Ruling Conservatives set for big win, but majority unlikely

Ruling Conservatives set for big win, but majority unlikely

Greece’s ruling New Democracy party was set for a crushing victory in a parliamentary election on Sunday, early results showed, defeating the opposition Syriza but likely to fall below the threshold to form a government on its own.

With more than half the votes counted, conservative New Democracy took a commanding lead of 40.9%, trouncing the radical leftist Syriza, which governed from 2015 to 2019, trailing with 20.1%.

Analysts said New Democracy was likely be short of a clear majority.

A newly introduced electoral system distributes seats based on how many parties get into the 300-member parliament, raising or lowering the bar for a majority accordingly to anything between 42% and 47% of the vote.

Greece’s interior ministry projected that New Democracy could win 145 seats in parliament, six short of an absolute majority.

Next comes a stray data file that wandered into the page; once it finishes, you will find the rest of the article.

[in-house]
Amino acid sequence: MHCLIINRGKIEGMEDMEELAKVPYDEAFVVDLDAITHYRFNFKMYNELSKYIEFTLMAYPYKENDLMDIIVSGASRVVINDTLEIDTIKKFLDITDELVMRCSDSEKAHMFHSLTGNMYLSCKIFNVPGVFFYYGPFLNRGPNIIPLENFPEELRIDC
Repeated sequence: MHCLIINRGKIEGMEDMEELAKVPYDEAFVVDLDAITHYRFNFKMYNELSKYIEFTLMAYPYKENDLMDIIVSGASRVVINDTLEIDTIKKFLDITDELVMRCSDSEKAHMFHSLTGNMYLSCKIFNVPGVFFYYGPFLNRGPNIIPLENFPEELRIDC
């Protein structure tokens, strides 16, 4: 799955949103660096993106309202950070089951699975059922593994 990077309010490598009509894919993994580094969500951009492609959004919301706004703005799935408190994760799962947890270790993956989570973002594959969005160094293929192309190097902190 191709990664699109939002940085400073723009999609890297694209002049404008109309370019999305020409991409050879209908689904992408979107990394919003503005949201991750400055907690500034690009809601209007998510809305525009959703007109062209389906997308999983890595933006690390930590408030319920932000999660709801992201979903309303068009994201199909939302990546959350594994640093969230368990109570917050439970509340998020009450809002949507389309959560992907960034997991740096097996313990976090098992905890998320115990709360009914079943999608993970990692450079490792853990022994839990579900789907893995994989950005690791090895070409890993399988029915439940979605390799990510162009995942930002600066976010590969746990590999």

The result was however a boost to incumbent Prime Minister Kyriakos Mitsotakis, whose administration had to contend with a wiretapping scandal, the Covid pandemic, a cost of living crisis and a deadly rail crash in February which triggered public outrage.

“It’s a clear margin, a clear win,” said Panos Koliastasis, Adjunct Assistant Professor of Politics at the University of Peloponnese.

Elections in Greece are held every four years for the 300-seat parliament.

A cost of living crisis dominated the campaign, with parties trying to woo voters with pledges to increase the minimum wage and create jobs. A price surge has had a profound impact on Greeks, whose living standards had been eroded by a decade-long debt crisis.

Greece almost crashed out of the euro at the peak of its debt crisis in 2015. Mitsotakis, elected in 2019, has portrayed himself as a safe pair of hands in his campaign to win the votes of just under 10 million Greeks.

“Today the country’s government responsibility has been passed on to you, the people, but I’m certain that tomorrow an even better day will dawn for our country,” Mitsotakis told journalists earlier after casting his vote.

His administration, however, took the brunt of public outrage over a Feb. 28 rail crash killing 57 people, and a wiretapping scandal targeting politicians.


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